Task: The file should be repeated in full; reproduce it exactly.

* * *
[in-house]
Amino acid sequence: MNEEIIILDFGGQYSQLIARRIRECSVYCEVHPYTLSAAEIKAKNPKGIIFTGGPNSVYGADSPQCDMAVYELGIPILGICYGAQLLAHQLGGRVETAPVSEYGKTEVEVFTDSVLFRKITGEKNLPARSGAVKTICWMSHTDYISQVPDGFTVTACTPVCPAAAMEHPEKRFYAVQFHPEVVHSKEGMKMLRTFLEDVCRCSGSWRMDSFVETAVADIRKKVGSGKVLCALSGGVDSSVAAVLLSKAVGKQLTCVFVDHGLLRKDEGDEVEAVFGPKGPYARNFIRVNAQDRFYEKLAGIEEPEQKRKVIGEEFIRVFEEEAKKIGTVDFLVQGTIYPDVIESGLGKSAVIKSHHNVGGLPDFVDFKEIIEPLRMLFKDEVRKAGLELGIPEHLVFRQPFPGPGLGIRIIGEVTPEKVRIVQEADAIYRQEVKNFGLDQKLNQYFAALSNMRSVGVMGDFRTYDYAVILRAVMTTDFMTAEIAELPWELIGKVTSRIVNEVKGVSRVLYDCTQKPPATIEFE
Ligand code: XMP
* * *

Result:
[in-house]
Amino acid sequence: MNEEIIILDFGGQYSQLIARRIRECSVYCEVHPYTLSAAEIKAKNPKGIIFTGGPNSVYGADSPQCDMAVYELGIPILGICYGAQLLAHQLGGRVETAPVSEYGKTEVEVFTDSVLFRKITGEKNLPARSGAVKTICWMSHTDYISQVPDGFTVTACTPVCPAAAMEHPEKRFYAVQFHPEVVHSKEGMKMLRTFLEDVCRCSGSWRMDSFVETAVADIRKKVGSGKVLCALSGGVDSSVAAVLLSKAVGKQLTCVFVDHGLLRKDEGDEVEAVFGPKGPYARNFIRVNAQDRFYEKLAGIEEPEQKRKVIGEEFIRVFEEEAKKIGTVDFLVQGTIYPDVIESGLGKSAVIKSHHNVGGLPDFVDFKEIIEPLRMLFKDEVRKAGLELGIPEHLVFRQPFPGPGLGIRIIGEVTPEKVRIVQEADAIYRQEVKNFGLDQKLNQYFAALSNMRSVGVMGDFRTYDYAVILRAVMTTDFMTAEIAELPWELIGKVTSRIVNEVKGVSRVLYDCTQKPPATIEFE
Ligand code: XMP